Recovery From Having a Lung Removed
Recovery after surgery to remove a lung can be challenging. The recovery time is usually longer after a lung is taken out due to respiratory recovery.
According to the University of California San Francisco Department of Surgery website, inpatient recovery after extrapleural pneumonectomy surgery usually lasts two weeks. Inpatient recovery is how long the patient remains at the hospital following surgery.
Inpatient recovery involves breathing and walking exercises. You’ll ideally come off of a breathing tube and breathe on your own before inpatient recovery can end after an extrapleural pnuemonectomy.
Other requirements to transition from inpatient to outpatient after having a lung removed are:
- Starting a regular diet with fluid intake regularly
- Receiving pain medication by mouth rather than IV
- Showing no signs of infection or fever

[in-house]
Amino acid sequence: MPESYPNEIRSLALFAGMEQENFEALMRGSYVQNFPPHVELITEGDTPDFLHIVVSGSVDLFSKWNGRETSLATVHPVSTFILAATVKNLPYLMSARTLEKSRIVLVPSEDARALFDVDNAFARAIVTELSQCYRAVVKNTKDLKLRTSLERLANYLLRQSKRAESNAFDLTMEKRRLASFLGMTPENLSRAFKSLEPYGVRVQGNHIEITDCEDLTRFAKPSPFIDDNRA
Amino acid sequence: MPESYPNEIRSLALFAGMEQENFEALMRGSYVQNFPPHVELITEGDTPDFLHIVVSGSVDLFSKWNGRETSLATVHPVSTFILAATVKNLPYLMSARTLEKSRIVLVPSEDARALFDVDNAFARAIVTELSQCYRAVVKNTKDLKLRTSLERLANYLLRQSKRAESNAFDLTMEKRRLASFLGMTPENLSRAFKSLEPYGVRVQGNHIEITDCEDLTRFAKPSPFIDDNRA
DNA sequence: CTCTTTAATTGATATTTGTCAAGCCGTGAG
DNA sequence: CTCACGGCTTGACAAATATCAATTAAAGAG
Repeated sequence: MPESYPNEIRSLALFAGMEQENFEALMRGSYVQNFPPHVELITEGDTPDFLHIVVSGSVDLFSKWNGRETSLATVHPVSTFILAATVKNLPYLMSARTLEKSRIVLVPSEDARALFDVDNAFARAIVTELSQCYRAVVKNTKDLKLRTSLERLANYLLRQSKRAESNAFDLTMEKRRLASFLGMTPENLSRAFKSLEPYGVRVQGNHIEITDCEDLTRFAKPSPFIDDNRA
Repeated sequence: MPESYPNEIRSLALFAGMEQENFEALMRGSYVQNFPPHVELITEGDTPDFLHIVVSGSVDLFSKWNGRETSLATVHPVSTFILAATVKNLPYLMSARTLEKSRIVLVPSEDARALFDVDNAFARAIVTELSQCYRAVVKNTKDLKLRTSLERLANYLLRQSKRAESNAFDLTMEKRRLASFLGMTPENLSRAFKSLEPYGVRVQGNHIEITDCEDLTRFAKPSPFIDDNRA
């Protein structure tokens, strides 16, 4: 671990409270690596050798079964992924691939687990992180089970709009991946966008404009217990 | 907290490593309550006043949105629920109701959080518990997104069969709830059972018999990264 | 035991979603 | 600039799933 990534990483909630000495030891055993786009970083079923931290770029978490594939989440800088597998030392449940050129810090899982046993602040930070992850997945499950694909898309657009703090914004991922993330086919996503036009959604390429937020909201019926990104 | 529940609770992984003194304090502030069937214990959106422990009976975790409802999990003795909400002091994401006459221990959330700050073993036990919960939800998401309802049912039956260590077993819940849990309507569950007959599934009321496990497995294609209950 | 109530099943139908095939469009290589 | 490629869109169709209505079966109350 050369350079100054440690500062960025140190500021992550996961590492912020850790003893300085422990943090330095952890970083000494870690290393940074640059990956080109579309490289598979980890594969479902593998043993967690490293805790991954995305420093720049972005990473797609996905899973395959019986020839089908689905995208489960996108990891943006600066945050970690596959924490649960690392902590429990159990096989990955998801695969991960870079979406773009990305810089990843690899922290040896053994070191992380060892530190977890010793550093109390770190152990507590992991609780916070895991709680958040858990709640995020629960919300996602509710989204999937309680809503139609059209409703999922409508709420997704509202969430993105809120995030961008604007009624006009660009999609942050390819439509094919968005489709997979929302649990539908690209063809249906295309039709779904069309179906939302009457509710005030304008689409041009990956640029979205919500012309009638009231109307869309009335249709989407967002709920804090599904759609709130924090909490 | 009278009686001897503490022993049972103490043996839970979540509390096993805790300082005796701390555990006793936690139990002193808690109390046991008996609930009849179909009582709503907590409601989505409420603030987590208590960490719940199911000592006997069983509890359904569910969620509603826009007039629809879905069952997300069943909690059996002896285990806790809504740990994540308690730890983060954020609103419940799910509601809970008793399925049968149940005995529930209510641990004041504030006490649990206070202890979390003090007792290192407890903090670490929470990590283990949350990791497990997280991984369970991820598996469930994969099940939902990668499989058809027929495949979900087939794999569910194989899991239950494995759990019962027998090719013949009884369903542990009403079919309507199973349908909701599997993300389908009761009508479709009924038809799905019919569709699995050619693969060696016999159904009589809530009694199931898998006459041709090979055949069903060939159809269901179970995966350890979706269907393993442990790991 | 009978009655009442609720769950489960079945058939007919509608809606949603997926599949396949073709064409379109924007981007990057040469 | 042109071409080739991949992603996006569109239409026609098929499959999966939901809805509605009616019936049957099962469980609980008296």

- Walking and sitting independently
- At least one bowel movement
Outpatient recovery, which usually happens at your home, takes 6-8 weeks. Outpatient recovery involves more daily activities as you gain strength and continue breathing and walking exercises. However, you do not need constant monitoring from medical experts, like nurses and doctors.
The recovery process from lung-removal surgery lasts 8-10 weeks, although respiratory function may not return to full capacity until months after the surgery
Your Lifestyle With One Lung
You’ll likely be able to live your life mostly the same way. The main impact of having just one lung is exercise and physical activities.
Lungs are part of your respiratory system. The purpose of the respiratory system is to move fresh air into your body while removing waste, such as carbon dioxide. The lungs deliver life-sustaining oxygen into your blood. This is important to keeping your blood healthy as it supports other organs.
One lung can provide adequate oxygen to your blood while removing enough waste to keep you healthy. However, your remaining lung is working extra. This means you’ll probably be out of breath much faster than before. You’re also more prone to fatigue throughout the day.
The impact on breathing and respiratory function is why many mesothelioma specialists prefer pleurectomy/decortication surgery to extrapleural pneumonectomy surgery. Pleurectomy/decortication surgery is a lung-sparing operation and has a higher quality of life for most patients afterwards.